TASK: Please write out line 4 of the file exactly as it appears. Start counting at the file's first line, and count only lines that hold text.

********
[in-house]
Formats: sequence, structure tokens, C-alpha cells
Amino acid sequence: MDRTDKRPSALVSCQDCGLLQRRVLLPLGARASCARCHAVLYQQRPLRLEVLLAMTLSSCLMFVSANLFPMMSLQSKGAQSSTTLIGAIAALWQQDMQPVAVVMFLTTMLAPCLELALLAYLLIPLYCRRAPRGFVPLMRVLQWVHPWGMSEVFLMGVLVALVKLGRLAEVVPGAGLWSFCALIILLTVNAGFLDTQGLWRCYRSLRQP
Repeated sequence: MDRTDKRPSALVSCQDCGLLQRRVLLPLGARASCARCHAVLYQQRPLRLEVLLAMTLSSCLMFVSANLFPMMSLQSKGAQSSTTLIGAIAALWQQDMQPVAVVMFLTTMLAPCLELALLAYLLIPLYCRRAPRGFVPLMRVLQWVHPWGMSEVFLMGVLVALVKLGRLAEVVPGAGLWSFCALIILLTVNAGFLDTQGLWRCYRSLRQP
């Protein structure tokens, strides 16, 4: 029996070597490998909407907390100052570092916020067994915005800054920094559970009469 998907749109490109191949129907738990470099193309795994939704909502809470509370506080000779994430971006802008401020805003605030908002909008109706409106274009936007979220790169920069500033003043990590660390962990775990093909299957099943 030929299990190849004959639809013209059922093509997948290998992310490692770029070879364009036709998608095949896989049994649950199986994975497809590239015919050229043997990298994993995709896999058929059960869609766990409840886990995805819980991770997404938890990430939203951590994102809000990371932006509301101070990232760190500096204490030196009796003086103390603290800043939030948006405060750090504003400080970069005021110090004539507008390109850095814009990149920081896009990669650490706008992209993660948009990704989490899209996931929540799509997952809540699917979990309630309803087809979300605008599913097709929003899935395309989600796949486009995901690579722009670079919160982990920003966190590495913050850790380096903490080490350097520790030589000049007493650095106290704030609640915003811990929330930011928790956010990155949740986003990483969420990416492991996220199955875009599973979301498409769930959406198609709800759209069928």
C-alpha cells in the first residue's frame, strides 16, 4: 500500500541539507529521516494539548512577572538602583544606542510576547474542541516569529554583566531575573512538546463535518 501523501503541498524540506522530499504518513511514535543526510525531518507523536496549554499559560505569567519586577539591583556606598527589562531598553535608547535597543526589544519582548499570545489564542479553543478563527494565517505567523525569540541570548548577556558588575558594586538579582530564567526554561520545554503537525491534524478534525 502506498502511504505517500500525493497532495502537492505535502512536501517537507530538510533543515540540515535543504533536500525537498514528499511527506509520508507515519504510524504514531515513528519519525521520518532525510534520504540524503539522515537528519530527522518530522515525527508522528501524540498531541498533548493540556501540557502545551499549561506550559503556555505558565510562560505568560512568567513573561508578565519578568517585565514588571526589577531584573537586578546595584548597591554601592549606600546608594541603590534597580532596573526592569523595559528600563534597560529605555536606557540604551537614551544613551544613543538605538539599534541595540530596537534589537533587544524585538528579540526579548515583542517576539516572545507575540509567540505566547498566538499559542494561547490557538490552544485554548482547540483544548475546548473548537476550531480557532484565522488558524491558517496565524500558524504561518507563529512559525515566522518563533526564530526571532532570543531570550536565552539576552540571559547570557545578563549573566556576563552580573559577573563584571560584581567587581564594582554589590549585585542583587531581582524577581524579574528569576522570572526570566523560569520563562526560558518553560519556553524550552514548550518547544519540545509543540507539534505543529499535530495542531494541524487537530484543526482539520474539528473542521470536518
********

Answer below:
Repeated sequence: MDRTDKRPSALVSCQDCGLLQRRVLLPLGARASCARCHAVLYQQRPLRLEVLLAMTLSSCLMFVSANLFPMMSLQSKGAQSSTTLIGAIAALWQQDMQPVAVVMFLTTMLAPCLELALLAYLLIPLYCRRAPRGFVPLMRVLQWVHPWGMSEVFLMGVLVALVKLGRLAEVVPGAGLWSFCALIILLTVNAGFLDTQGLWRCYRSLRQP